The Beatitudes I – From Poverty to Royalty

Matthew 5:1-3

Dr. S. Lewis Johnson introduces the Sermon on the Mount and its first Beatitude.

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The Scripture reading this morning very short. I’m only going to read three verses. They are from the 5th chapter of the Gospel of Matthew. You’ll recognize them as an introduction to the Beatitudes and an introduction to the Sermon on the Mount, as well as the first of the Beatitudes. I would like to spend a little more time in the Beatitudes over the next few weeks in which we study Matthew together, because they are so important, and I think are sometimes misunderstood, these very familiar texts from the Gospel of Matthew. If you have found the passage now, I’m going to read beginning at verse 1,

“And seeing the multitudes, he went up into a mountain: and when he was seated, his disciples came unto him, and he opened his mouth, and taught them, saying, ‘Blessed are the poor in spirit: for theirs is the kingdom of heaven.’”

May God bless this reading of his word. Let’s bow together in prayer.

[Prayer] Father, we are grateful to Thee for the text of the Beatitudes, and the great truths that are so beautifully enshrined within them. Surely, as we ponder then and reflect upon them, there comes over us again anew the sense that they could have only come from God.

And how beautifully appropriate is this first of them: blessed are the poor in spirit, for theirs is the kingdom of the heavens. And we pray, O God, that in the experience of everyone in this auditorium and the next, there may be this sense of poverty of spirit in Thy presence.

We rejoice in the gospel of the Lord Jesus, which comes to those who have recognized they have nothing with which to commend themselves to thee. We recognize, Lord, that all sufficiency rests with our great triune God in heaven, Father, Son and Spirit, and that we have no sufficiency within ourselves to recommend ourselves to Thee.

We thank Thee that Thou art not satisfied with human righteousness, but only with the righteousness of God; with that righteousness which Thou dost supply, which Thou dost bestow on those who come and receive it in free grace. And we thank Thee for all of the work of the Holy Spirit in revealing these great truths to us.

Enable us, O God, to live in the light of them, and may they not only penetrate our minds, our hearts, our wills, for the obtaining of eternal salvation, but also be part and parcel of the principles by which our daily lives are lived.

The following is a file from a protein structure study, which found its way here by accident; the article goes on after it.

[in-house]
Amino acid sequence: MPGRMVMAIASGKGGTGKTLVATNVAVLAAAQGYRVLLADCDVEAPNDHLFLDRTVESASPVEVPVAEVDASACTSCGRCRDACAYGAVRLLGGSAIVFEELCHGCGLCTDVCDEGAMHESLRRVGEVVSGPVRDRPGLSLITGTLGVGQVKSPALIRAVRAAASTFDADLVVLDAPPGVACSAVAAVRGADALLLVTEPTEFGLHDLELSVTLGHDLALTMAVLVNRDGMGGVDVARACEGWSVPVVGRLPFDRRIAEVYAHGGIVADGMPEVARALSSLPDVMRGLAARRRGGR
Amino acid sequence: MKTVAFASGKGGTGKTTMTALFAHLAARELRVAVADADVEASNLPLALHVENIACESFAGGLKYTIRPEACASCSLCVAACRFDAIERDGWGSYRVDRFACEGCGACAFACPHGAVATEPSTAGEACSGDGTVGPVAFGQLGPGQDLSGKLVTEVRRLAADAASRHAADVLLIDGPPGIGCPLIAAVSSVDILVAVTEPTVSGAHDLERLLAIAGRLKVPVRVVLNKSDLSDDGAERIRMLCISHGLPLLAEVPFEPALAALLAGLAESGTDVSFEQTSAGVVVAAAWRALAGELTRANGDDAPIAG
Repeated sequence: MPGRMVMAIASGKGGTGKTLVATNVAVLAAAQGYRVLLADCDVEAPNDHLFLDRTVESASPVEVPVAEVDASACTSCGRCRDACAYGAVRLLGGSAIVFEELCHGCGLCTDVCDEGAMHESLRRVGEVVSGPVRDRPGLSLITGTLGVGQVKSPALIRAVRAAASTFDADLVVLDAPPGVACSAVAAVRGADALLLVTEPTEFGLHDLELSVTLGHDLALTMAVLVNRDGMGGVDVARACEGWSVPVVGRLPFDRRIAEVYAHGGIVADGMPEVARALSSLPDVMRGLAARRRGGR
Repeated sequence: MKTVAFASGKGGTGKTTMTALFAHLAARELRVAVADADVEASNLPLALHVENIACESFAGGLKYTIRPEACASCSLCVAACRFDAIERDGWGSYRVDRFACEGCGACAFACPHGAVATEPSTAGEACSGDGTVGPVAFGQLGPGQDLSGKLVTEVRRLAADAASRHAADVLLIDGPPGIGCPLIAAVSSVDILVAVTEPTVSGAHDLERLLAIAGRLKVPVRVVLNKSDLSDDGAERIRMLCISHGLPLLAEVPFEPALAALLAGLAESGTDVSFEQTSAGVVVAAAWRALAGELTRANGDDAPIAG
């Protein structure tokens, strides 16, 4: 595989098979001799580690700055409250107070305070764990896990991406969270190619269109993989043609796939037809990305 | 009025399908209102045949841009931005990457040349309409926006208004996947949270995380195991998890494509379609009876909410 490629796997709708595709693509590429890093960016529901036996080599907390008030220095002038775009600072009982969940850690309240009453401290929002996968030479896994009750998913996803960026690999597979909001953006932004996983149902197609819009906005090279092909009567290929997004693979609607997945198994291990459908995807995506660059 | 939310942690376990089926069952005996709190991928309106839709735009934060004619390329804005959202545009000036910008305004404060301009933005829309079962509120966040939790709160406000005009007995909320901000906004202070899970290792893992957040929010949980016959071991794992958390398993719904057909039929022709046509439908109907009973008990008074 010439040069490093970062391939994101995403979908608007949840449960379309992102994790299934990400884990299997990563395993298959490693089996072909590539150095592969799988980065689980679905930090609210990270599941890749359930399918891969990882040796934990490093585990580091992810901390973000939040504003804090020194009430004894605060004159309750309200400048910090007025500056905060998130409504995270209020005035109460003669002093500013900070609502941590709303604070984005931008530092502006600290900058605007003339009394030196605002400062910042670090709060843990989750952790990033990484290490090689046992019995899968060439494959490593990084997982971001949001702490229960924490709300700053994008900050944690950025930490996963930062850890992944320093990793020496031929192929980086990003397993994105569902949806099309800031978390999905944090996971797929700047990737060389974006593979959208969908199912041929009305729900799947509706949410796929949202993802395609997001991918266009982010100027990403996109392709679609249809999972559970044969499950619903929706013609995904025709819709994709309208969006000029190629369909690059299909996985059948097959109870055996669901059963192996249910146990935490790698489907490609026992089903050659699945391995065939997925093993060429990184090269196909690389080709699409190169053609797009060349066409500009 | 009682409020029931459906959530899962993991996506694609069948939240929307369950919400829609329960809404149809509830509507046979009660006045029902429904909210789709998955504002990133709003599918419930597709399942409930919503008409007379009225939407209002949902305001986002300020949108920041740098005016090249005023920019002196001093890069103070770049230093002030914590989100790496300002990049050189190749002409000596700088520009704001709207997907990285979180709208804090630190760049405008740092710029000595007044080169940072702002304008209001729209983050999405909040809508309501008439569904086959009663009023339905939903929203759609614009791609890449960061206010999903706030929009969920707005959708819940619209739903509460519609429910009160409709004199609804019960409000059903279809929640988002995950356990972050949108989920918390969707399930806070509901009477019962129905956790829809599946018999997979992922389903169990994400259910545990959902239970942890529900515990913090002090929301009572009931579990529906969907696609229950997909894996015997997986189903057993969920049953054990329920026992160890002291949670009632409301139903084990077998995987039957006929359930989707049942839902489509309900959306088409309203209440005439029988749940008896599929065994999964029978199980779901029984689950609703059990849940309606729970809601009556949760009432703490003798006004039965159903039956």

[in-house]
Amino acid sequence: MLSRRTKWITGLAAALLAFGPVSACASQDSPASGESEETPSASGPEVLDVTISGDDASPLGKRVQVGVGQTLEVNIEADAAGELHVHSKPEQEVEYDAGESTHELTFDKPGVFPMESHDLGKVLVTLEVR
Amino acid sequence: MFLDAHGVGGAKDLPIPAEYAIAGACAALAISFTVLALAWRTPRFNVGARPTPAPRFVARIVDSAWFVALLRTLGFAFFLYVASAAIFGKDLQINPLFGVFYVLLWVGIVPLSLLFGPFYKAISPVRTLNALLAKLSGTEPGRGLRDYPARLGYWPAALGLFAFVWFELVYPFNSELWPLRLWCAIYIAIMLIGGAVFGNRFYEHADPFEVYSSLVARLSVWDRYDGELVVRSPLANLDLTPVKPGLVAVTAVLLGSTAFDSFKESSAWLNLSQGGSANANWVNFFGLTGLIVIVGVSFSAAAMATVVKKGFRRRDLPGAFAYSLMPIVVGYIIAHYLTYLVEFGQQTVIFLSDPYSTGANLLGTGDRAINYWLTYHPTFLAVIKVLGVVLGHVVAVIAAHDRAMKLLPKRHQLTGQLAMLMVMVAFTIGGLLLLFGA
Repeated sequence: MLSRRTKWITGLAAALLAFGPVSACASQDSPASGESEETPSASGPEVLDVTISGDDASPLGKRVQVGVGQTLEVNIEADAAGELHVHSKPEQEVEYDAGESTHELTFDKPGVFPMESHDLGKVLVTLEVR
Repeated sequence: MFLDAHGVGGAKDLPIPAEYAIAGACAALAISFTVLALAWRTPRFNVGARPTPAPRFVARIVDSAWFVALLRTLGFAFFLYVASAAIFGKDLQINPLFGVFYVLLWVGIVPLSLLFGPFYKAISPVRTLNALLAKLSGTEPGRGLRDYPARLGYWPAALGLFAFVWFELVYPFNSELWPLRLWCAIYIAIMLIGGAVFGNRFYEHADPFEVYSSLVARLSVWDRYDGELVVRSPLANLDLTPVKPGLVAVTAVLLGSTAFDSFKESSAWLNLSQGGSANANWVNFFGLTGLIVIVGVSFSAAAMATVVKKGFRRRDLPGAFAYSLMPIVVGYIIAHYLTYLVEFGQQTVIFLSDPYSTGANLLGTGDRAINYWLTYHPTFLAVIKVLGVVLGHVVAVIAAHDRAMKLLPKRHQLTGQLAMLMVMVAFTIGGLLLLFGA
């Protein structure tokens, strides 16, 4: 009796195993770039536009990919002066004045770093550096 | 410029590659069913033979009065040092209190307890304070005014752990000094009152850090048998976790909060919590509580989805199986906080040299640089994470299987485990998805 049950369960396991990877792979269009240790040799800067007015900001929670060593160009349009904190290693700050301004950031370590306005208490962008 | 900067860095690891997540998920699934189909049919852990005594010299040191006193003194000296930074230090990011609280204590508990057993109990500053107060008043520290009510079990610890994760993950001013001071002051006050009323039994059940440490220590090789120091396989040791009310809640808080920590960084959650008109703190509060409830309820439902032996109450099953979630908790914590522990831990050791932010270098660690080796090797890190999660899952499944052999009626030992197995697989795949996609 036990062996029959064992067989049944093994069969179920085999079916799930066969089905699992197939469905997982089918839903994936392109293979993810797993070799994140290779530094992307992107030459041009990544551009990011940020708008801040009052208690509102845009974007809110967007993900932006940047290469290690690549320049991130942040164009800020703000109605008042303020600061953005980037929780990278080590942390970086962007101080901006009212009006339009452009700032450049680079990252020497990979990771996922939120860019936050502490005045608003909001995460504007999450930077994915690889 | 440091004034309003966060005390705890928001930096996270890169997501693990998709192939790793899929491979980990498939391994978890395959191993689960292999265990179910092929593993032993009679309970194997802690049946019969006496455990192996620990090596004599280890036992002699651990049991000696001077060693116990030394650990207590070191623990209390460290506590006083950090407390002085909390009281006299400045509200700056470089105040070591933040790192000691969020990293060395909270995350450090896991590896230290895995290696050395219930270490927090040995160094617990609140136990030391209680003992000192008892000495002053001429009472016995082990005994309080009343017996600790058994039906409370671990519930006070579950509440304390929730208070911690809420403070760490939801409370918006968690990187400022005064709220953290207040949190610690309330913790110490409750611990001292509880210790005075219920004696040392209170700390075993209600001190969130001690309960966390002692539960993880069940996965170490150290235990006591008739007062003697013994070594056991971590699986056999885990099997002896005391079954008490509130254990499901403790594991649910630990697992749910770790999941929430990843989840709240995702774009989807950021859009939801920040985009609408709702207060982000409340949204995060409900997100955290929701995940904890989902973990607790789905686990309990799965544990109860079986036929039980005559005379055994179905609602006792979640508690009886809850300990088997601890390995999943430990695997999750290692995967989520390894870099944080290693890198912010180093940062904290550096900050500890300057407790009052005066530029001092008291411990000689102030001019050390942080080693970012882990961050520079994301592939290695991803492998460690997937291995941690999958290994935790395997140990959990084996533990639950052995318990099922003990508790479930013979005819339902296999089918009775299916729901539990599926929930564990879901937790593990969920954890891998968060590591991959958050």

We know from the study of the holy Scriptures that though we have come to know him and have a righteousness acceptable to Thee, we still need the daily enablement of the Holy Spirit’s ministry which comes to us in grace. So teach us, Lord, to be reliant, not only upon the finished word of the Lord Jesus, but upon which that which flows out of it: the daily ministry of the great High Priest in the Spirit for the perfecting of the saints.

And Father, we pray that this perfecting of the saints may be useful to Thee in the accomplishment of the purposes which Thou art accomplishing, not only here in Dallas, but to the four corners of the earth. We praise Thee for the little part which Thou hast given this assembly in the dissemination of the word of God. And O Father, if it should please Thee, give us a greater share in the making of Christ known.

Bless the whole church of Jesus Christ, and in these days in which we live, in which there are so many multitudes of people who are wandering about with no shepherd, may they, through the preaching of the word and the testimony of the individuals here, come to know him who to know is life eternal.

O God, we pray that Thou would give us the compassion for the lost in measure at least that our great Savior had when he saw the multitudes without shepherds, and was moved to compassion over them.

We thank Thee for this country in which we live. We pray for its leadership and particularly in the light of the decisions that the citizens make this year. We pray for the ministry of other churches, not only outside of Dallas but right here in our own community, and in this part of Dallas, may Thy blessing rest upon each one of them in which the Lord Jesus is lifted us and exalted. We commit to Thee the meetings that have been, that have already taken place already this morning, and for the meetings of the remainder of the day. May Thy blessing rest upon us. And we pray that it may be good for each one of us to have been here to hear the Scriptures.

For Christ’s sake. Amen.

[Message] This is the first of our series of studies in the Beatitudes of the Sermon on the Mount. And the subject is “From Poverty to Royalty.” The world is enthralled with riches, and it knows of what they consist, and who the rich are. In fact, the world is so enthralled with riches that it feels that it can attract almost any individual by the appeal to riches. All one has to is open up one of the contemporary magazines or papers that we receive in our home, and it’s not long before we see a full page ad, how to get rich.